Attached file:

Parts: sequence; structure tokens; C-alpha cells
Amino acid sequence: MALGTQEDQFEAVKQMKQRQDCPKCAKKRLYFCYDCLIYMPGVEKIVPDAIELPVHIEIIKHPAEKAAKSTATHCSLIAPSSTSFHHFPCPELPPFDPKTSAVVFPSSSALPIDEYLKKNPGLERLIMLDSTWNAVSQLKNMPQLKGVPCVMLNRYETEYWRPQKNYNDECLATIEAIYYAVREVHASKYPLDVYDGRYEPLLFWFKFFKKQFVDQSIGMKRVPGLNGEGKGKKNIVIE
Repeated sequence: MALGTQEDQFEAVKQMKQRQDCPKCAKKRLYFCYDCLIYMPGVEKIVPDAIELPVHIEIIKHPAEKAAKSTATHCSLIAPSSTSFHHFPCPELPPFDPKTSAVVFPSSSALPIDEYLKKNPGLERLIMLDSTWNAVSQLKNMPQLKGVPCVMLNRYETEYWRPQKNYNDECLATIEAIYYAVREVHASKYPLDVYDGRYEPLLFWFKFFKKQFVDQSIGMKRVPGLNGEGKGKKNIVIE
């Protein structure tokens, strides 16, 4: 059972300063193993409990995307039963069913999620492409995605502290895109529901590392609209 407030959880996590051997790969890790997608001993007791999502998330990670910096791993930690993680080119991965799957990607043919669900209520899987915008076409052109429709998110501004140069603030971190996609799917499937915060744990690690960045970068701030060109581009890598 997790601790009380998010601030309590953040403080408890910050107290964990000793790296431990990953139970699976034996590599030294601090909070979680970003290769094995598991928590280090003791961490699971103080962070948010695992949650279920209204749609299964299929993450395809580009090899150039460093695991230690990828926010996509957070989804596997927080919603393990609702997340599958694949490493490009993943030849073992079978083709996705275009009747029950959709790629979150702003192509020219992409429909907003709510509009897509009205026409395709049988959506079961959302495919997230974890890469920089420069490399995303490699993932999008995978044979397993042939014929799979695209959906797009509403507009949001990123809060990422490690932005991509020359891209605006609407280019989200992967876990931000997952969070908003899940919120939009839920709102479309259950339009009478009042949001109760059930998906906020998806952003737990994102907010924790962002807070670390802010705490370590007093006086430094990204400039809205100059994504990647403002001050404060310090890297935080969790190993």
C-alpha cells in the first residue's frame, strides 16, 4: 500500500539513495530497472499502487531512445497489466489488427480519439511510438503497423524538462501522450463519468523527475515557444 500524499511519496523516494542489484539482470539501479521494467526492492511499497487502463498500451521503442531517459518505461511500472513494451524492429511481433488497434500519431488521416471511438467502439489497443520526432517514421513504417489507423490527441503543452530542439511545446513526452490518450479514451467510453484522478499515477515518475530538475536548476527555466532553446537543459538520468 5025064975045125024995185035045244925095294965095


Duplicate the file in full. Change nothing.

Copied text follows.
Parts: sequence; structure tokens; C-alpha cells
Amino acid sequence: MALGTQEDQFEAVKQMKQRQDCPKCAKKRLYFCYDCLIYMPGVEKIVPDAIELPVHIEIIKHPAEKAAKSTATHCSLIAPSSTSFHHFPCPELPPFDPKTSAVVFPSSSALPIDEYLKKNPGLERLIMLDSTWNAVSQLKNMPQLKGVPCVMLNRYETEYWRPQKNYNDECLATIEAIYYAVREVHASKYPLDVYDGRYEPLLFWFKFFKKQFVDQSIGMKRVPGLNGEGKGKKNIVIE
Repeated sequence: MALGTQEDQFEAVKQMKQRQDCPKCAKKRLYFCYDCLIYMPGVEKIVPDAIELPVHIEIIKHPAEKAAKSTATHCSLIAPSSTSFHHFPCPELPPFDPKTSAVVFPSSSALPIDEYLKKNPGLERLIMLDSTWNAVSQLKNMPQLKGVPCVMLNRYETEYWRPQKNYNDECLATIEAIYYAVREVHASKYPLDVYDGRYEPLLFWFKFFKKQFVDQSIGMKRVPGLNGEGKGKKNIVIE
């Protein structure tokens, strides 16, 4: 059972300063193993409990995307039963069913999620492409995605502290895109529901590392609209 407030959880996590051997790969890790997608001993007791999502998330990670910096791993930690993680080119991965799957990607043919669900209520899987915008076409052109429709998110501004140069603030971190996609799917499937915060744990690690960045970068701030060109581009890598 997790601790009380998010601030309590953040403080408890910050107290964990000793790296431990990953139970699976034996590599030294601090909070979680970003290769094995598991928590280090003791961490699971103080962070948010695992949650279920209204749609299964299929993450395809580009090899150039460093695991230690990828926010996509957070989804596997927080919603393990609702997340599958694949490493490009993943030849073992079978083709996705275009009747029950959709790629979150702003192509020219992409429909907003709510509009897509009205026409395709049988959506079961959302495919997230974890890469920089420069490399995303490699993932999008995978044979397993042939014929799979695209959906797009509403507009949001990123809060990422490690932005991509020359891209605006609407280019989200992967876990931000997952969070908003899940919120939009839920709102479309259950339009009478009042949001109760059930998906906020998806952003737990994102907010924790962002807070670390802010705490370590007093006086430094990204400039809205100059994504990647403002001050404060310090890297935080969790190993």
C-alpha cells in the first residue's frame, strides 16, 4: 500500500539513495530497472499502487531512445497489466489488427480519439511510438503497423524538462501522450463519468523527475515557444 500524499511519496523516494542489484539482470539501479521494467526492492511499497487502463498500451521503442531517459518505461511500472513494451524492429511481433488497434500519431488521416471511438467502439489497443520526432517514421513504417489507423490527441503543452530542439511545446513526452490518450479514451467510453484522478499515477515518475530538475536548476527555466532553446537543459538520468 5025064975045125024995185035045244925095294965095